The 51-48 vote, taken around 1 a.m., advances a budget resolution that instructs committees to write legislation stripping the health care law of its funding and spending provisions. It allows Congress to consider repeal legislation through the budget reconciliation process, requiring only a simple majority of 51 votes rather than the 60-vote supermajority required for most major bills and blocking the possibility of a Democratic filibuster.
Sen. Rand Paul of Kentucky was the only Republican to join all Democrats in voting no.
Indeed, The New York Times reports:
During the roll call, Democrats staged a highly unusual protest on the Senate floor to express their dismay and anger at the prospect that millions of Americans could lose health insurance coverage.
One by one, Democrats rose to voice their objections. Senator Maria Cantwell of Washington said that Republicans were “stealing health care from Americans.” Senator Ron Wyden of Oregon said he was voting no “because healthcare should not just be for the healthy and wealthy.”
The Huffington Post notes: “Budget resolutions don’t need presidential signatures, since they are basically internal congressional messages to committees. But they still require approval from both chambers, which means this one still needs a yes vote from the House”—a likely, but not certain, next step that could happen as soon as Friday.
Democrats presented multiple amendments during the late-night “vote-a-rama,” seeking to ensure continued access to coverage for people with pre-existing conditions, prevent any changes to Medicare or Medicaid, and allow young adults to stay on their parents’ health insurance plans until they turn 26. Despite their popularity with the American people, Senate Republicans voted down each of those measures—a disconnect that wasn’t lost on observers inside and outside the chamber.
As Ed Kilgore wrote for New York magazine:
Republican senators are now on record as having rejected opportunities to keep Medicare, Medicaid, and [Children’s Health Insurance Program, or CHIP] off the cutting-room floor; to make it possible to import prescription drugs from Canada; to prevent erosion of women’s health services and support for rural hospitals; and perhaps most tellingly, to protect Medicaid funding for the 32 states that accepted the option of expanding that program under the Affordable Care Act.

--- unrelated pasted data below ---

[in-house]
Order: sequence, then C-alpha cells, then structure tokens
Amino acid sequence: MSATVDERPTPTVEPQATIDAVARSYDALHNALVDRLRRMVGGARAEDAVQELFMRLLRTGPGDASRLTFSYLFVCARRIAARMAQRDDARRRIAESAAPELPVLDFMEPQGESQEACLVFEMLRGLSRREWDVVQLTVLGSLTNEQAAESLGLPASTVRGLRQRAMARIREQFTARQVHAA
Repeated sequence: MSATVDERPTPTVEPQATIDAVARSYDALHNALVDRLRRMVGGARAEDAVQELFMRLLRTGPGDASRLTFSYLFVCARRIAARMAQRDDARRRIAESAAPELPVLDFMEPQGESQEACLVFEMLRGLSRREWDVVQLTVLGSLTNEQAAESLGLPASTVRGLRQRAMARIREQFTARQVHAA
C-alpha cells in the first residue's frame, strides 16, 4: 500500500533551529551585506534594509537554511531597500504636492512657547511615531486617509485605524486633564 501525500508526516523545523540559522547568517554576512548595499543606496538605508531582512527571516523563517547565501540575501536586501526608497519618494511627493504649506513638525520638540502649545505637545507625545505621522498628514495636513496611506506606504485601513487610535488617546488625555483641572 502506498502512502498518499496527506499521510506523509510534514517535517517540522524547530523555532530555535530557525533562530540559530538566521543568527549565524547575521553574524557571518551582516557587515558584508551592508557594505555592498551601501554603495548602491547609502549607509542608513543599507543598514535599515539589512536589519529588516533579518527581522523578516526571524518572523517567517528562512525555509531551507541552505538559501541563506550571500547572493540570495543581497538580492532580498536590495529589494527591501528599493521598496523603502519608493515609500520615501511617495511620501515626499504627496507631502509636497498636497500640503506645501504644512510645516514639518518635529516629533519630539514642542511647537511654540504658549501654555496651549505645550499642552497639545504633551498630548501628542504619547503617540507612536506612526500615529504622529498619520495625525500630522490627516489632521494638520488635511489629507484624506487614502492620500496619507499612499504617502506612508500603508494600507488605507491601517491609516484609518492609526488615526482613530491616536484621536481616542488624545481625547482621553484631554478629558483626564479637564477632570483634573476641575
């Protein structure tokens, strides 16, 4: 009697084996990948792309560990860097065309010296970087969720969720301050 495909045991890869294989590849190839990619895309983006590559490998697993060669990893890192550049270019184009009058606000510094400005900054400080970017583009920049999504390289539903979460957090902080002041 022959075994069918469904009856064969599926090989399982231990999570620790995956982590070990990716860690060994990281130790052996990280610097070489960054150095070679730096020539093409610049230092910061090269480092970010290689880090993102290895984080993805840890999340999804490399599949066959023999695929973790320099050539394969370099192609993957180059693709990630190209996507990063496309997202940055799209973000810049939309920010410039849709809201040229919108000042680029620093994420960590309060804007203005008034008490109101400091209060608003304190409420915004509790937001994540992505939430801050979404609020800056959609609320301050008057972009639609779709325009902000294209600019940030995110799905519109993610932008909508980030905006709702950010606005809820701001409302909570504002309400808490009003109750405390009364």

The budget resolution instructs House and Senate committees to come up with repeal legislation by January 27, though there is no Obamacare replacement at the ready and despite President-elect Donald Trump saying during his Wednesday press conference that repeal and replacement should happen “essentially simultaneously.”
In fact, Politico calls that goal “technically almost impossible.”
The news outlet explained:
Republican leadership aides were quick to say after Trump’s news conference that they’re all on the same page, even though they had earlier planned for a swift vote on repeal (although delayed until sometime in the future) and then an extended debate over the replacement.
But a quick repeal and replace of Obamacare on the scale the president-elect outlined is complex and arduous—and politically rife for accusations that Republicans are recklessly repealing a law with scant time for debate.
On top of that, Trump indicated that his administration would introduce its own health care plan—which could either speed up the process of coalescing around a bill or drive a wedge between the Hill and the new White House. Trump didn’t spell out what his plan would include.
Author: Deirdre Fulton